It probably happens to everyone: unread books pile up, higher, and still higher, ever higher, in some corner. As the tower grows taller, the books on the bottom never rise, because their purpose has changed—they are no longer meant to be read; they are solely the book-tower base. My copy of The Children’s Hospital by Chris Adrian had long suffered the fate of the bottom book, until I recently fished it out for a vacation.
To simply call The Children’s Hospital strange, would be to underestimate it. To not comment upon it, however, would be misleading. It gives nothing away to say that Earth suffers an apocalyptic flood; seven miles of water pour down from the skies and covering everything. Nothing exists anymore; no life, except for a floating children’s hospital, protected by angels.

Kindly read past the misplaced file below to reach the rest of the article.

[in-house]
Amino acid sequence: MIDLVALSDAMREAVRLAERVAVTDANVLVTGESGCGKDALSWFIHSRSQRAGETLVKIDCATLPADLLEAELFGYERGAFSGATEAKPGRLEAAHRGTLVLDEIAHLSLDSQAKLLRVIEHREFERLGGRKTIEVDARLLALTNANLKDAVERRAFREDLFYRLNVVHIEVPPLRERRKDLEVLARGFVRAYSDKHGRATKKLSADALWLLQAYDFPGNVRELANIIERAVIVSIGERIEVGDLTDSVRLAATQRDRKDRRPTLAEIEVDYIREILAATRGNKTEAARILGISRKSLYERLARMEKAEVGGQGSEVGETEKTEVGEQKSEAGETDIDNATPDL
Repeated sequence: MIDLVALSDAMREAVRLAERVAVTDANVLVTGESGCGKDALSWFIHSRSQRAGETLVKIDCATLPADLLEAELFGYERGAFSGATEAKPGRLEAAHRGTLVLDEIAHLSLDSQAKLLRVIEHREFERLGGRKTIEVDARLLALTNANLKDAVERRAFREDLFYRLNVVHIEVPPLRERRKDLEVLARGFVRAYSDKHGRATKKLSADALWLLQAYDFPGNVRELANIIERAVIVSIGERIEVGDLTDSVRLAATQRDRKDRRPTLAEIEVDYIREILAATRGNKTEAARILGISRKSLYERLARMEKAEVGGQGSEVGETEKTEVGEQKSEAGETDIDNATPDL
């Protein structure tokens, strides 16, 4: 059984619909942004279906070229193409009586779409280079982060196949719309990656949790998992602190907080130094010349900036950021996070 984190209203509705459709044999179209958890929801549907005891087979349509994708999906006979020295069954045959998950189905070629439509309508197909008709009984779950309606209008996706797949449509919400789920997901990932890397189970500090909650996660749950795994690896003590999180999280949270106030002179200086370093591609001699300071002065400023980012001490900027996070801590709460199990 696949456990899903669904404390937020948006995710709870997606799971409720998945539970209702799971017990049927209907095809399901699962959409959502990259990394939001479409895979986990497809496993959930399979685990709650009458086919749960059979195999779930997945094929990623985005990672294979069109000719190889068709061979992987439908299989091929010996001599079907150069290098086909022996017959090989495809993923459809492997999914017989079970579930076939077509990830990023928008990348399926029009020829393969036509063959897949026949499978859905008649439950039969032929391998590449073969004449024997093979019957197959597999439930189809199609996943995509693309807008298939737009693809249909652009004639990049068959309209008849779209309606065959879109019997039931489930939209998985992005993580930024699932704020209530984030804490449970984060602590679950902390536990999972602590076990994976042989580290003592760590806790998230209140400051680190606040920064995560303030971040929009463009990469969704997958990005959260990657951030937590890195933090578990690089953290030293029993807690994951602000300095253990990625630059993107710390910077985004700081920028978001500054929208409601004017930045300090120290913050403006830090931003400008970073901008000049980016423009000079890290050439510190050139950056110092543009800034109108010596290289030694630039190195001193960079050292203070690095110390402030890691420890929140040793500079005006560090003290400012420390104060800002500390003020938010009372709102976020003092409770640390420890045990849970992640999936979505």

What anchors this floating world is it language: controlled and lyrical, never outlandish. Adrian, writer, physician, and divinity school student has a firm grasp on his story. It’s a fable with a moral base (remember—Adrian went to Harvard Divinity). Adrian is reaching for the heights, not just trying to entertain you. It falters here and there, but mostly it soars. If Children’s Hospital is at the bottom of your book pile, pull it out. Plenty of outer books deserve the bottom-book fate, not The Children’s Hospital.
Bio: Meakin Armstrong is Guernica’s fiction editor. Read his Guernica blog entries “here”:http://www.guernicamag.com/blog/. Read his last recommendation “here”:http://www.guernicamag.com/blog/1160/staff_pick_meakin_armstrong_1/.